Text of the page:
A national memorial dedicated to the millions of horses, mules and donkeys which died during World War One has been unveiled in Ascot.
The bronze statue took four years to make, with people coming from all over Britain and as far afield as New Zealand to show their support for the sacrifices the animals gave during the conflict.
The bronze war horse weighs 1.5 tonnes and stands on a three-metre high stone plinth, in the middle of a roundabout in Ascot high street.
During the unveiling, a minute's silence was held as a mark of respect.
The Guides and Brownies named the bronze horse Poppy the War Horse.
Underneath lies a sealed chamber which contains significant artefacts from the Great War.
The memorabilia includes medals, coins and buttons collected from across the UK and even barbed wire from No Mans Land.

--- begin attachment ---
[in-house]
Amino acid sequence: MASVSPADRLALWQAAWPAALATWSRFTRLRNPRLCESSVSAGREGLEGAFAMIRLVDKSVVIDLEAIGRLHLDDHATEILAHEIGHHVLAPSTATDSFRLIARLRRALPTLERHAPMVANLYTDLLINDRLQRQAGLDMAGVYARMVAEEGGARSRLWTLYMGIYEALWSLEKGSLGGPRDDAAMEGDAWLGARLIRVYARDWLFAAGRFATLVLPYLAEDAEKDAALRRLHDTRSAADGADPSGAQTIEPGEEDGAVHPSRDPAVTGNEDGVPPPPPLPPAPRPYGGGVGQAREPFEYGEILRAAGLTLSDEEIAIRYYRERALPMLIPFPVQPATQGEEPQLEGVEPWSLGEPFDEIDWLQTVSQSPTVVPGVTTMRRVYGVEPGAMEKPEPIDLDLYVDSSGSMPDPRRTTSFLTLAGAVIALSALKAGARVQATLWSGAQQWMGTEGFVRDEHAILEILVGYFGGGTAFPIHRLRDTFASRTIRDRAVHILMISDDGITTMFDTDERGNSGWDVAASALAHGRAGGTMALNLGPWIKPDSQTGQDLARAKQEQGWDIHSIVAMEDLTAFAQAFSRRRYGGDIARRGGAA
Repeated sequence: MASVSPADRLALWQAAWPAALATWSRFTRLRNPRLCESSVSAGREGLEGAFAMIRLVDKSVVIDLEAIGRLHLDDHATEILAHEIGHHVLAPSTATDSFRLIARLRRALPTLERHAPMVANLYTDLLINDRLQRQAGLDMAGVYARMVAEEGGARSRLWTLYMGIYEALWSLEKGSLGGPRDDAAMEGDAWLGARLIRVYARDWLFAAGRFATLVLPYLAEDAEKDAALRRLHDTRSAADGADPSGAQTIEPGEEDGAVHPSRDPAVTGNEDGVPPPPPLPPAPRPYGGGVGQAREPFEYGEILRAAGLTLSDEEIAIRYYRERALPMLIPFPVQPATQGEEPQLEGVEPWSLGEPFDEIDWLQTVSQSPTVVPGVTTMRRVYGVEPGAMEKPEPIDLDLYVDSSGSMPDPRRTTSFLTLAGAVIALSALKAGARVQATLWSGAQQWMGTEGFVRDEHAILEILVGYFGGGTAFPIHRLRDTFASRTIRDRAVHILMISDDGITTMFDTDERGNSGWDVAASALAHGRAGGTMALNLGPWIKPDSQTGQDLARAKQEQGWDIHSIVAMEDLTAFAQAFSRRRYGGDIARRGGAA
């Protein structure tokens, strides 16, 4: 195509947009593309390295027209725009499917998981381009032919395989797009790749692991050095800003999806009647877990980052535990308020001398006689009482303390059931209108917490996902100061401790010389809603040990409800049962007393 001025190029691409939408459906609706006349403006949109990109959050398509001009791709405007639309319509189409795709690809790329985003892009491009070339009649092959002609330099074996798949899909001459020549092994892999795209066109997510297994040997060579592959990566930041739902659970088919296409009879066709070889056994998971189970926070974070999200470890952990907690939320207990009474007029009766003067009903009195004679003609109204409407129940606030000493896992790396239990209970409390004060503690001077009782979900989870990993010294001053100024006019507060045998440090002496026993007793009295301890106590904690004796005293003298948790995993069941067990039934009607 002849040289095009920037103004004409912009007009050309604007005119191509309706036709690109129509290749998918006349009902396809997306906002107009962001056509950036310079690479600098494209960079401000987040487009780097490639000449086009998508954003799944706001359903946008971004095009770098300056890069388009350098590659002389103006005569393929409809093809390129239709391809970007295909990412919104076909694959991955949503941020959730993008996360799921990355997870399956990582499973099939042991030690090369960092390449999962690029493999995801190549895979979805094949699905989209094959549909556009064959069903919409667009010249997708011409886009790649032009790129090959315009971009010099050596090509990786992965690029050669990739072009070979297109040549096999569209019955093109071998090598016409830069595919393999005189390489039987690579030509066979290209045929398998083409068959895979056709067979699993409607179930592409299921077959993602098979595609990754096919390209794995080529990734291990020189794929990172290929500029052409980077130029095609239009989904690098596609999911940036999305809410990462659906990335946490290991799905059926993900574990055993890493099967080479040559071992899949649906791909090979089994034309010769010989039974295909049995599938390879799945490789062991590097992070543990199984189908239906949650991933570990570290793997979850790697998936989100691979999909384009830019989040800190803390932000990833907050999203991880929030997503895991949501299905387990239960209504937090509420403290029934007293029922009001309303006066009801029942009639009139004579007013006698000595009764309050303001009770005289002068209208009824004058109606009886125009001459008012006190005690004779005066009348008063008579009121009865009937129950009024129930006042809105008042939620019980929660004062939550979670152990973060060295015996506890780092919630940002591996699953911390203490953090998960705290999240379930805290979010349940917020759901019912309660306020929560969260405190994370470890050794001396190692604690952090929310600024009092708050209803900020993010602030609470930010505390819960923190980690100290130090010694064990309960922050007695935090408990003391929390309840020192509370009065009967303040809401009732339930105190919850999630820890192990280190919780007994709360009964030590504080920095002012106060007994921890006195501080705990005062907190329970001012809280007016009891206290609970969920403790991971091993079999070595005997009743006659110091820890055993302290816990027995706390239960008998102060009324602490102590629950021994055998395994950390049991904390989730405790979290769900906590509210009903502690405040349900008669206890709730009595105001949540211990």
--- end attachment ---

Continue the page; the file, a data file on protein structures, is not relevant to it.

Around 8 million horses died in WW1.
The sculptor, Susan Leyland says the project has been "physically tiring and emotionally difficult.
"It's not just a horse standing there looking pretty - she has something to say."
Colonel Barry Jenkins, Colonel Commandant Royal Regiment of Artillery said: "The Great War was pretty grubby, bloody and muddy - and actually I think she's brought that to life with the barbed wire."
Colonel Jenkins added that the barbed wire showed the suffering the horses went through.
"These were beautiful beasts but just look at what they had to go through."
It's hoped the statue will put a fresh focus on the service and sacrifice of horses during conflict and is now on show in Ascot.